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Nathan Baker

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Quick action may put wine on '14 ballots

March 20th, 2014 9:26 pm by Nathan Baker

Quick action may put wine on '14 ballots

With a scrawl of ink on paper, Tennessee Gov. Bill Haslam passed the wine-in-grocery-stores bill into law Thursday, making way for bottled wine to be sold in supermarkets, convenience stores and big box retailers across the state.

The passage of the long-proposed bill was heralded as a victory for the lawmakers and lobbyists who supported it through the arduous process, but it will be several years before residents can purchase vino at their local food outlets.

First, the law permits wine sales at the earliest on July 1, 2016, more than two years from now, although Lt. Gov. Ron Ramsey, R-Blountville, hinted after the signing ceremony that the date specified in the law could be amended to be soon in a subsequent session of the General Assembly.

Wine will be available in grocery stores after that date provided that jurisdiction already permits either retail package stores or liquor by the drink and receives a petition containing a number of residents’ signatures equaling at least 10 percent of the number who voted in the most recent gubernatorial election asking to hold a public referendum on the issue.

The referendum will ask voters to check a box signaling that they are either for or against the legal sale of wine in food stores.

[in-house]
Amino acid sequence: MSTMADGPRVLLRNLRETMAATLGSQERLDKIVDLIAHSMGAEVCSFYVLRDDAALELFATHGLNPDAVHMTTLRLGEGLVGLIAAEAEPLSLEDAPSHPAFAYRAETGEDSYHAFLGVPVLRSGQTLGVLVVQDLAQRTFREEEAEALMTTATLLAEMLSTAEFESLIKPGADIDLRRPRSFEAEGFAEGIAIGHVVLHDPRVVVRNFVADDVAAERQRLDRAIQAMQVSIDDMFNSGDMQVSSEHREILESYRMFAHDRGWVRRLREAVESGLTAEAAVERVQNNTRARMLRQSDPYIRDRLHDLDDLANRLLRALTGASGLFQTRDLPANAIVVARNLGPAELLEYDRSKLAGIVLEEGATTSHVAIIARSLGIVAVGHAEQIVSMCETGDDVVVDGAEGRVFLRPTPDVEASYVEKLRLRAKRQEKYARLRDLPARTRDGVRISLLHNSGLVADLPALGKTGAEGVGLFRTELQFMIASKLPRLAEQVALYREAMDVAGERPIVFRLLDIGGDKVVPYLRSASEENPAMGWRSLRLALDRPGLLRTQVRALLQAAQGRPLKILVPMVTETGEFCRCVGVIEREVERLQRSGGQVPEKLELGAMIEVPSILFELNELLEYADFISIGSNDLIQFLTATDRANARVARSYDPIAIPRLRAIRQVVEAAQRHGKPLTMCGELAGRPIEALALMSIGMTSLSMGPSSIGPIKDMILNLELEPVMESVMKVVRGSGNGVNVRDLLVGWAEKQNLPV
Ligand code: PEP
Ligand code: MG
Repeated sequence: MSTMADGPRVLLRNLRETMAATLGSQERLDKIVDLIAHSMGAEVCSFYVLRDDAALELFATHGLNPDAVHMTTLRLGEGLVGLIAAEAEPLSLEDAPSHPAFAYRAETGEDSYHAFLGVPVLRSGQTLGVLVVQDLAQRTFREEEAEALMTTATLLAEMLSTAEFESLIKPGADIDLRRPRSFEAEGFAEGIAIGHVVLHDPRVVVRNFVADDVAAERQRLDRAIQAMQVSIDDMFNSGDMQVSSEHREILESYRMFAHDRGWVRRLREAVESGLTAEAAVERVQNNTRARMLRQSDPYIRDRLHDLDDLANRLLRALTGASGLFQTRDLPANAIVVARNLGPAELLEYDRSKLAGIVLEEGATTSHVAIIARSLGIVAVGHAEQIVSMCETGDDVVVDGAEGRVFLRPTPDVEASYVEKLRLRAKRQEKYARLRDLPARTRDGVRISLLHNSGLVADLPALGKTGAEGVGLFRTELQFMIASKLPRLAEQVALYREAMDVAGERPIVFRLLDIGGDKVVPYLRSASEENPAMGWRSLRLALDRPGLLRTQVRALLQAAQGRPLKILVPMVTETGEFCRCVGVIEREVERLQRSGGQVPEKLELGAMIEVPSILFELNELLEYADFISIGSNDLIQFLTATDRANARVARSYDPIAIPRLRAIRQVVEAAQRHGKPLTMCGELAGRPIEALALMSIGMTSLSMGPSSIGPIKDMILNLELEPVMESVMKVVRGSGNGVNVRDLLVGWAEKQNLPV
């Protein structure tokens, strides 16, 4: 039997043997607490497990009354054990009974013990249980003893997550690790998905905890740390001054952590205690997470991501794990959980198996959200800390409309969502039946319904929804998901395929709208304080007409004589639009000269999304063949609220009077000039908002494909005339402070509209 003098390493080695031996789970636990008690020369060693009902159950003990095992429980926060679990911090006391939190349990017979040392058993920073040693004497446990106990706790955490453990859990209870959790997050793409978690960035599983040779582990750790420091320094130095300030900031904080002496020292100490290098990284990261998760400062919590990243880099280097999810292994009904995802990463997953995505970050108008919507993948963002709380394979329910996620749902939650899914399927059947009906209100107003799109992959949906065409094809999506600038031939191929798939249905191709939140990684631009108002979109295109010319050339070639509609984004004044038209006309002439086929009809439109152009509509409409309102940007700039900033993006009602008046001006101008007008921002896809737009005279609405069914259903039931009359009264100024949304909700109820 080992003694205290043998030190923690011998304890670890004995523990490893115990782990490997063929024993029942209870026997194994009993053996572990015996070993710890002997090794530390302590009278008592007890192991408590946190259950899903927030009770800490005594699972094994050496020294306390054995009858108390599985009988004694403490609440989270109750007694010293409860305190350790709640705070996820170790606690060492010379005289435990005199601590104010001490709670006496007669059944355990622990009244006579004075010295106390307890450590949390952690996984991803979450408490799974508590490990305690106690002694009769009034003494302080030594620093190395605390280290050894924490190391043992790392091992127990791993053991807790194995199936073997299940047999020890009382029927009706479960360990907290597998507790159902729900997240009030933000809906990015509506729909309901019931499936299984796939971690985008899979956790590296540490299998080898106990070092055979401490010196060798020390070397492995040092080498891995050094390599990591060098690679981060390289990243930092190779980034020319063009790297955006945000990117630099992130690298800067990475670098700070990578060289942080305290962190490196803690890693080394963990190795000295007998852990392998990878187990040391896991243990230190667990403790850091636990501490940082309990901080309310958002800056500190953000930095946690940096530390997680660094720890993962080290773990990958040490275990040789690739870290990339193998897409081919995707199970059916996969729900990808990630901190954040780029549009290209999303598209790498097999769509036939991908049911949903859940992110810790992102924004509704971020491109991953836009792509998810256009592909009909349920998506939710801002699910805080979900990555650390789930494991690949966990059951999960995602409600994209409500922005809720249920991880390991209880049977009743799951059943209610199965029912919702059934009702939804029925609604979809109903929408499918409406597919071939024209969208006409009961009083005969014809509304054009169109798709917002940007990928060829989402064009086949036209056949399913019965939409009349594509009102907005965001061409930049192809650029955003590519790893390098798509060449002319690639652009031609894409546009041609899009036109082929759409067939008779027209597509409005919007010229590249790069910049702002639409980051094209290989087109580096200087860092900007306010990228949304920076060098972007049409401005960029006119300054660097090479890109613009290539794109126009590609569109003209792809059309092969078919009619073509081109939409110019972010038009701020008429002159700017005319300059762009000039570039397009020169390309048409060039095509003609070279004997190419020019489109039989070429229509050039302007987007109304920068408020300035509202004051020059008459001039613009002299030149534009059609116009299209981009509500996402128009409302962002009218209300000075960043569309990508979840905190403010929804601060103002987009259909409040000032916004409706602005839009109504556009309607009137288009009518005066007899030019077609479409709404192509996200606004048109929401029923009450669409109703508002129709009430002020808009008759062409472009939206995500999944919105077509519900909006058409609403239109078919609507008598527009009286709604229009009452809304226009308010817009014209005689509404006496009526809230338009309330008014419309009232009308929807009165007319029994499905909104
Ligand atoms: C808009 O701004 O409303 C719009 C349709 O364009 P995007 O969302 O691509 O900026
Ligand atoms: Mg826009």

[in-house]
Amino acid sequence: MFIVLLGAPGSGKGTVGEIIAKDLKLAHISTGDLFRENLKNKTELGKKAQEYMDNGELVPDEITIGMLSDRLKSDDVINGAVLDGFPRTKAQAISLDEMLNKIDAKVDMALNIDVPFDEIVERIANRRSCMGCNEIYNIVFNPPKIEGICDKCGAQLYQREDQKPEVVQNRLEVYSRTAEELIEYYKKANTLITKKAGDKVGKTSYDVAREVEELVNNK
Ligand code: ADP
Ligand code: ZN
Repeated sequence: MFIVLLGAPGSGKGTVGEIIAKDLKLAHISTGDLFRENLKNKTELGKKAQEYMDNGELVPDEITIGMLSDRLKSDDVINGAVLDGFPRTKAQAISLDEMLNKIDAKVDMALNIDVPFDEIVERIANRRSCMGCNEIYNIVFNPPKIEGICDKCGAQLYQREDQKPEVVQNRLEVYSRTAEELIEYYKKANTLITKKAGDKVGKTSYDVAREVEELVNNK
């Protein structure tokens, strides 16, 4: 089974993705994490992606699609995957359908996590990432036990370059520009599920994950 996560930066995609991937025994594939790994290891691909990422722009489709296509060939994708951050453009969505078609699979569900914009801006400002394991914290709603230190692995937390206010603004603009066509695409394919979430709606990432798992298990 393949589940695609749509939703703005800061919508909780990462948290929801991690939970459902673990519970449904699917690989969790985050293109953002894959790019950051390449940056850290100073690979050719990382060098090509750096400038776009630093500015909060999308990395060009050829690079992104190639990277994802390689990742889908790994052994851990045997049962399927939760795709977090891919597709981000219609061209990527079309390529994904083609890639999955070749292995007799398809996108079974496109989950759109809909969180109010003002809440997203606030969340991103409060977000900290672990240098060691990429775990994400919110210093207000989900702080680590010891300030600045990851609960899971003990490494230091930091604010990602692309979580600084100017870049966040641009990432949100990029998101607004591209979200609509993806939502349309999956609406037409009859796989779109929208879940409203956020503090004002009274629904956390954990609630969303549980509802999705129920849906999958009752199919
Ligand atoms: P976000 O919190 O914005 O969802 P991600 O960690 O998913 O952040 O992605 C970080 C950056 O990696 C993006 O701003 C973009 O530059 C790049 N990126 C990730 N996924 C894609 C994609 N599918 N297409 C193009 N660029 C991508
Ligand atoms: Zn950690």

If organizers move quickly, the question could be posed on the general election ballot in November. If the required signatures aren’t collected in time, the referendums could be held in April 2015 for Johnson City and August 2016 for Washington County.

Both City Mayor Ralph Van Brocklin and County Mayor Dan Eldridge said Thursday they expect valid petitions to come forward in their jurisdictions pushing the question of wine in retail food stores.

“I know that we have at least one individual who is very interested in petitioning to have it,” Van Brocklin said. “I would assume that when that petition comes forward it will get a prompt hearing with the City Commission and we’ll put it out for a referendum.”

Both leaders also said they weren’t sure how a referendum would fare if put forth to the electorate.

“From my standpoint, I would certainly vote to do it,” Van Brocklin said. “But whether or not the general populace feels that way, I really don’t have a clue.”

One a referendum passes, stores in that jurisdiction can begin applying to the state for the new wine sales licenses, but the licenses won’t be granted before July 2016.

If the food store seeking to sell wine is within 500 feet of an existing liquor store, the food retailer must first get permission from the liquor store owner allowing wine sales. If the liquor store owner doesn’t grant the special permission, the food store can’t begin selling wine until July 2017.

Regardless of whether a referendum is held, in municipalities allowing them, liquor retailers can begin selling an expanded list of items, including cigarettes, ice, cups and party items, this July.

Wine and spirits wholesalers (those who sell to retailers) will also be allowed to locate in counties with populations greater than 120,000.

Before the passage of the new law, distributors were limited to cities with populations greater than 100,000, but the new law allows the businesses to expand into the Tri-Cities.

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